Taught by an artist, a professional hacker, and a roboticist, this class will teach you how to create Halloween-inspired animatronics. You will learn how to detect motion, and then drive motors and trigger sounds. Will you make a skeleton to pop up and scare trick-or-treators, or will you make your pumpkin talk when people go approach? You will design your own project with help from the instructors, and then learn how to bring your creation to life! By the end you'll be saying with the best of them, "IT'S ALIVE!!" *dramatic thunder and lighting*
This class will touch upon multiple disciplines, with the primary focus on electromechanical systems and fabrication. We will be going over the various sensors you can use to detect presence, and what to do with that sensory information with an Arduino micro-controller. We will then cover the different methods that you can use to drive motors and generate motion, which you can use to make things that literally go bump in the night. Sound generation will also be covered, which you might even hear over the screams of your guests. We will then help you design a project and help you bring your creation to life.
Learn the electronics and fabrication techniques necessary to design and build an awesome animatronic Halloween decoration, and build your creation with the help of three Asylum rockstars.
Now is the perfect time to put that old knife switch, or broken but REALLY AWESOME toy to work! Materials will depend very much upon your design ideas. There may be a small fee for additional materials provided by the instructors.
Instructor Biography: Ecco (Sarah Pierce), Jimmie Rodgers, & Gui Cavalcanti
Ecco is a graduate of the School of the Museum of Fine Arts. She's a local artist with a passion for steel, specializing in creating wearable metal accessories (like the horns in her picture, or a set of wings for her back) and designing static and kinetic sculptures of absurdly large cool-looking insects.
Jimmie Rodgers is a full-time hacker, circuit bender, and artist. He designs open source hardware kits and travels around the world teaching people how to solder and make things. For nearly a decade Jimmie worked as a desktop, and then systems administrator at various companies. In his spare time he tinkered with electronics, building things, and teaching others to do the same. In September of 2009 he quit his full time job to become a full time hacker, and has been supporting himself with kit sales and workshops while continuing to travel around the world. His most popular kit has been the LoL Shield, which is a 14x9 LED matrix that you attach to an Arduino micro-controller.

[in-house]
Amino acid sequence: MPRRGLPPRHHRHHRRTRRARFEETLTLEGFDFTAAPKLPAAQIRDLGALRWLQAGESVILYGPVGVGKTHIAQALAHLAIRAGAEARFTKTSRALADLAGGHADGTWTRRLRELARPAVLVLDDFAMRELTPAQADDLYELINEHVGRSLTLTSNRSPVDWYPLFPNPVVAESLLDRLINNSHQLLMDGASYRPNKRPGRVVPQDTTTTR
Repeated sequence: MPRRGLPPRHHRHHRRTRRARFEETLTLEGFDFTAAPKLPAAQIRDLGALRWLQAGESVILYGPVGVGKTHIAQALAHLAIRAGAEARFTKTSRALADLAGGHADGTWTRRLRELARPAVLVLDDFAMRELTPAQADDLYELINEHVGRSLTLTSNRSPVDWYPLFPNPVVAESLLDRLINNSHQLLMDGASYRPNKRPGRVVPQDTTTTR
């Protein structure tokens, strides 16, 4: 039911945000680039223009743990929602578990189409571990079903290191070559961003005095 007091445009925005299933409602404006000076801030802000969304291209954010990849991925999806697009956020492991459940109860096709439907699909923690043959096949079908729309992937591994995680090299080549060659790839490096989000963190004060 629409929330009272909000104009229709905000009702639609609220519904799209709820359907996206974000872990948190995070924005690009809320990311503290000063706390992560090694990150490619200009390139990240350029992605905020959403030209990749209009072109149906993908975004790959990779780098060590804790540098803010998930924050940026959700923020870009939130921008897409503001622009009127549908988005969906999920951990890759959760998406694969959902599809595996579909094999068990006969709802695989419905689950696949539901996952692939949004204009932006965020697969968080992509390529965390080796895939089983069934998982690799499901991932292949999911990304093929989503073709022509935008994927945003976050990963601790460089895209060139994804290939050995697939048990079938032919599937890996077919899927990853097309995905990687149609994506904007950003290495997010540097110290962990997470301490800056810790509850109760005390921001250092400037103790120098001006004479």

Gui Cavalcanti received a General Engineering degree with a Robotics concentration from the Olin College of Engineering. He works as a robotics engineer at Boston Dynamics, working on cutting edge mechanical design for highly dynamic legged robots like BigDog and PETMAN. Over the course of his career he has developed the mechanical systems for a robotic tuna, several robotic snakes, an ornithopter, and several other robotic animals. In his spare time he builds ridiculous things with ridiculous people, like a flotilla of SUV-sized rubber duck boats to take on the water on the 4th of July.
Session 1: 10/15/2010, 7 PM - 10 PM @ 13 Joy St, Somerville MA
Session 2: 10/22/2010, 7 PM - 10 PM @ 13 Joy St, Somerville MA
Session 3: 10/29/2010, 7 PM - 10 PM @ 13 Joy St, Somerville MA
Session 4: 11/5/2010, 7 PM - 10 PM @ 13 Joy St, Somerville MA
When & Where
Artisan's Asylum, Inc.
Artisan's Asylum is a 40,000 sq. ft. member-based non-profit community fabrication center located in Somerville MA, dedicated to making creativity a way of life. Our mission is to support and promote the teaching, learning and practicing of design & fabrication by offering:
* Shared design and fabrication tools and equipment in our various community workshops.
* A large range of publicly-accessible classes offered by local artisans.
* Various monthly membership structures allowing access to our facility.
* On-site studio and storage rentals allowing members to create and store projects on-site.
* Hosting local craft-related events to help encourage DIY culture and community craftsmanship.